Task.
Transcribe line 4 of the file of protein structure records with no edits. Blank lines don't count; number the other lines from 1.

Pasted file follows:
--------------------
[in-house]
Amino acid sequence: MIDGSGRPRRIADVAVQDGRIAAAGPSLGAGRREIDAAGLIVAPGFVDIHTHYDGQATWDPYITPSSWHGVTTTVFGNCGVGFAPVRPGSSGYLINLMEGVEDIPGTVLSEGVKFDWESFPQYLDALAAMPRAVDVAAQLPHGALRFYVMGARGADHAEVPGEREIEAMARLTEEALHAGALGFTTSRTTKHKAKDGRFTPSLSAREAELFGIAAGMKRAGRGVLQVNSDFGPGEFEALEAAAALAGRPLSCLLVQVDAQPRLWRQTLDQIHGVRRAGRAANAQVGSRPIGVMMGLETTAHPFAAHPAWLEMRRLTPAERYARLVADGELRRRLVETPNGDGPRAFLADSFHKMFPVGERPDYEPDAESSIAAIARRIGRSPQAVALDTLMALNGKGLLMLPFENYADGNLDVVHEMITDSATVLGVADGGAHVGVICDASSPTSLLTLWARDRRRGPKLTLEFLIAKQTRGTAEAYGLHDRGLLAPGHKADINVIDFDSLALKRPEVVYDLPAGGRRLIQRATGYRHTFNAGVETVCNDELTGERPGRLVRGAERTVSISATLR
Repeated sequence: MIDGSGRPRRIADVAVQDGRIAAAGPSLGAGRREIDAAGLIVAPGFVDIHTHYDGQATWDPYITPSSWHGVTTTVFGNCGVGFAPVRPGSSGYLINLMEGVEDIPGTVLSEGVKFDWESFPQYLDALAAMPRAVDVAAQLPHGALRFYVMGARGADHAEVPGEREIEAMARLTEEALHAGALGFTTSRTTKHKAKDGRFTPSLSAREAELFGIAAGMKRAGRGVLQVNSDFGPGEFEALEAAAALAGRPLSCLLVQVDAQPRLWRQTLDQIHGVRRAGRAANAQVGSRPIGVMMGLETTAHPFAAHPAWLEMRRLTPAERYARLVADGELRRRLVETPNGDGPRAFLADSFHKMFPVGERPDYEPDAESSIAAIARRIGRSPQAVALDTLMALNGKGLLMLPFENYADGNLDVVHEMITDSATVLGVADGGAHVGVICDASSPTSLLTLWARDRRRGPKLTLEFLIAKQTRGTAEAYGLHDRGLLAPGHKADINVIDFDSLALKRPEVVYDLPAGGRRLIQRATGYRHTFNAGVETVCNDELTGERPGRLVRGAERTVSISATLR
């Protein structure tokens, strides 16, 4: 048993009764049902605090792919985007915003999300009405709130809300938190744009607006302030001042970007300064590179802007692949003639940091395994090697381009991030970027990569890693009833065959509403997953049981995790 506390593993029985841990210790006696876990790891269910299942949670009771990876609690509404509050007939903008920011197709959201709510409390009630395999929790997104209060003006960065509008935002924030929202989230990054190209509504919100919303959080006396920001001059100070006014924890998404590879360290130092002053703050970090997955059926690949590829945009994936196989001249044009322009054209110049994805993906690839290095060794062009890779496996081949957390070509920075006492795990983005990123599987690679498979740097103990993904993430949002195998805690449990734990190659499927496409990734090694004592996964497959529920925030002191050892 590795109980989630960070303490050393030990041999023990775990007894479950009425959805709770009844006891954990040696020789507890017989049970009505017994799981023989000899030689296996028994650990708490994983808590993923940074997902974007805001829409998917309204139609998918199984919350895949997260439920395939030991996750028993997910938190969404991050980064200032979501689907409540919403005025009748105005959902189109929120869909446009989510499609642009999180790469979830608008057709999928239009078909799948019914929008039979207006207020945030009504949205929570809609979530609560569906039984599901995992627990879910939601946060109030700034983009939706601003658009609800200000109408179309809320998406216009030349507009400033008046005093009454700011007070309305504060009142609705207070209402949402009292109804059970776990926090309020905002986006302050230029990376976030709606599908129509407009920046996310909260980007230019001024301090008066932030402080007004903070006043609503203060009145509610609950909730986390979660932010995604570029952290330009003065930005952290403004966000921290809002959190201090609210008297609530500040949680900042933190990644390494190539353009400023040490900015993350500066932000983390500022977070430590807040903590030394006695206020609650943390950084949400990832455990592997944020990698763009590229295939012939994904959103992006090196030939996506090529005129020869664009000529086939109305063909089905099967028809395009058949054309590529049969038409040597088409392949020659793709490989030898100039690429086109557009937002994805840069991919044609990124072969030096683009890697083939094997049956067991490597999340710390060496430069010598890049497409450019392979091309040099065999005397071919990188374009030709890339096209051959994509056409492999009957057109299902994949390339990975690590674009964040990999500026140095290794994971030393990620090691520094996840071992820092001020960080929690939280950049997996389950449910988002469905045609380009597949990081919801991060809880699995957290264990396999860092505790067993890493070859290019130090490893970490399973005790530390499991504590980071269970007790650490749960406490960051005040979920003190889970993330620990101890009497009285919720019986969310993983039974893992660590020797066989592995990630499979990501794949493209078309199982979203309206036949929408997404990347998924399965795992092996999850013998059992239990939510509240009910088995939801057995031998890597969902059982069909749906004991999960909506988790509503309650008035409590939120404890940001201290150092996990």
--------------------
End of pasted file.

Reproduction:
């Protein structure tokens, strides 16, 4: 048993009764049902605090792919985007915003999300009405709130809300938190744009607006302030001042970007300064590179802007692949003639940091395994090697381009991030970027990569890693009833065959509403997953049981995790 506390593993029985841990210790006696876990790891269910299942949670009771990876609690509404509050007939903008920011197709959201709510409390009630395999929790997104209060003006960065509008935002924030929202989230990054190209509504919100919303959080006396920001001059100070006014924890998404590879360290130092002053703050970090997955059926690949590829945009994936196989001249044009322009054209110049994805993906690839290095060794062009890779496996081949957390070509920075006492795990983005990123599987690679498979740097103990993904993430949002195998805690449990734990190659499927496409990734090694004592996964497959529920925030002191050892 590795109980989630960070303490050393030990041999023990775990007894479950009425959805709770009844006891954990040696020789507890017989049970009505017994799981023989000899030689296996028994650990708490994983808590993923940074997902974007805001829409998917309204139609998918199984919350895949997260439920395939030991996750028993997910938190969404991050980064200032979501689907409540919403005025009748105005959902189109929120869909446009989510499609642009999180790469979830608008057709999928239009078909799948019914929008039979207006207020945030009504949205929570809609979530609560569906039984599901995992627990879910939601946060109030700034983009939706601003658009609800200000109408179309809320998406216009030349507009400033008046005093009454700011007070309305504060009142609705207070209402949402009292109804059970776990926090309020905002986006302050230029990376976030709606599908129509407009920046996310909260980007230019001024301090008066932030402080007004903070006043609503203060009145509610609950909730986390979660932010995604570029952290330009003065930005952290403004966000921290809002959190201090609210008297609530500040949680900042933190990644390494190539353009400023040490900015993350500066932000983390500022977070430590807040903590030394006695206020609650943390950084949400990832455990592997944020990698763009590229295939012939994904959103992006090196030939996506090529005129020869664009000529086939109305063909089905099967028809395009058949054309590529049969038409040597088409392949020659793709490989030898100039690429086109557009937002994805840069991919044609990124072969030096683009890697083939094997049956067991490597999340710390060496430069010598890049497409450019392979091309040099065999005397071919990188374009030709890339096209051959994509056409492999009957057109299902994949390339990975690590674009964040990999500026140095290794994971030393990620090691520094996840071992820092001020960080929690939280950049997996389950449910988002469905045609380009597949990081919801991060809880699995957290264990396999860092505790067993890493070859290019130090490893970490399973005790530390499991504590980071269970007790650490749960406490960051005040979920003190889970993330620990101890009497009285919720019986969310993983039974893992660590020797066989592995990630499979990501794949493209078309199982979203309206036949929408997404990347998924399965795992092996999850013998059992239990939510509240009910088995939801057995031998890597969902059982069909749906004991999960909506988790509503309650008035409590939120404890940001201290150092996990």